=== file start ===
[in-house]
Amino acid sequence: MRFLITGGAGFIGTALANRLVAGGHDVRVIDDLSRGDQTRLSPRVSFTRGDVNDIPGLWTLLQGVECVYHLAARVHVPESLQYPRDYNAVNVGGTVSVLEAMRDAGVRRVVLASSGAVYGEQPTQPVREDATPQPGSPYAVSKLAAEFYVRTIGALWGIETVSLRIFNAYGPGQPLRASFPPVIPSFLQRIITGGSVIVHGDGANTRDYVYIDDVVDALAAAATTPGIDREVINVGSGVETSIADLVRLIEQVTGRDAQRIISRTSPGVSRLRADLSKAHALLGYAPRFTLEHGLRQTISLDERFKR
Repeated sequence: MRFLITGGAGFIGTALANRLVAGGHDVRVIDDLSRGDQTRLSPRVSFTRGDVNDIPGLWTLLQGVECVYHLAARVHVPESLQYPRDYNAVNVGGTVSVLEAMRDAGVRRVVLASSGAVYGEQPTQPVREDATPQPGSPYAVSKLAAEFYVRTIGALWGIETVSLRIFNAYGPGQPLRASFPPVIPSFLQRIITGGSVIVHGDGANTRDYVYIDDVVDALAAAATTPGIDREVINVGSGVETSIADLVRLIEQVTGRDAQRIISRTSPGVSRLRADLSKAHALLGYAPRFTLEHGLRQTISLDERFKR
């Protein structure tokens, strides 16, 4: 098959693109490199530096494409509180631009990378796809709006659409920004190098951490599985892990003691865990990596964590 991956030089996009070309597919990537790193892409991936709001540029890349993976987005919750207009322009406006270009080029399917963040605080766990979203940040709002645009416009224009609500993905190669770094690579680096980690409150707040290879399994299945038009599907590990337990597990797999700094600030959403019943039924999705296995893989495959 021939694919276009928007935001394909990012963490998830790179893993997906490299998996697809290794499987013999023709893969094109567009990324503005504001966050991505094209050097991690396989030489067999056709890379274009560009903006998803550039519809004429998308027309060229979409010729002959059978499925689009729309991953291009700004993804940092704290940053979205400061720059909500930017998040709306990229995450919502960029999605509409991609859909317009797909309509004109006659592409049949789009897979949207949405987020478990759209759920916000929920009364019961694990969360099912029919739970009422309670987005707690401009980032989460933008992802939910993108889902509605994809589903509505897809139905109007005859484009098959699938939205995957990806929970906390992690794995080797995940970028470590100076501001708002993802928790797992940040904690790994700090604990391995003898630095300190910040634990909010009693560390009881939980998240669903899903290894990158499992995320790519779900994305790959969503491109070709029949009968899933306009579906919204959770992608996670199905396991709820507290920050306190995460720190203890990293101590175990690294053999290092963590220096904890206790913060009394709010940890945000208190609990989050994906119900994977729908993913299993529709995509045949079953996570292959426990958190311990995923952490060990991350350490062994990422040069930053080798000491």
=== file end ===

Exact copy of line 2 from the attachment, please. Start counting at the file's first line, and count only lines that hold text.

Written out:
Amino acid sequence: MRFLITGGAGFIGTALANRLVAGGHDVRVIDDLSRGDQTRLSPRVSFTRGDVNDIPGLWTLLQGVECVYHLAARVHVPESLQYPRDYNAVNVGGTVSVLEAMRDAGVRRVVLASSGAVYGEQPTQPVREDATPQPGSPYAVSKLAAEFYVRTIGALWGIETVSLRIFNAYGPGQPLRASFPPVIPSFLQRIITGGSVIVHGDGANTRDYVYIDDVVDALAAAATTPGIDREVINVGSGVETSIADLVRLIEQVTGRDAQRIISRTSPGVSRLRADLSKAHALLGYAPRFTLEHGLRQTISLDERFKR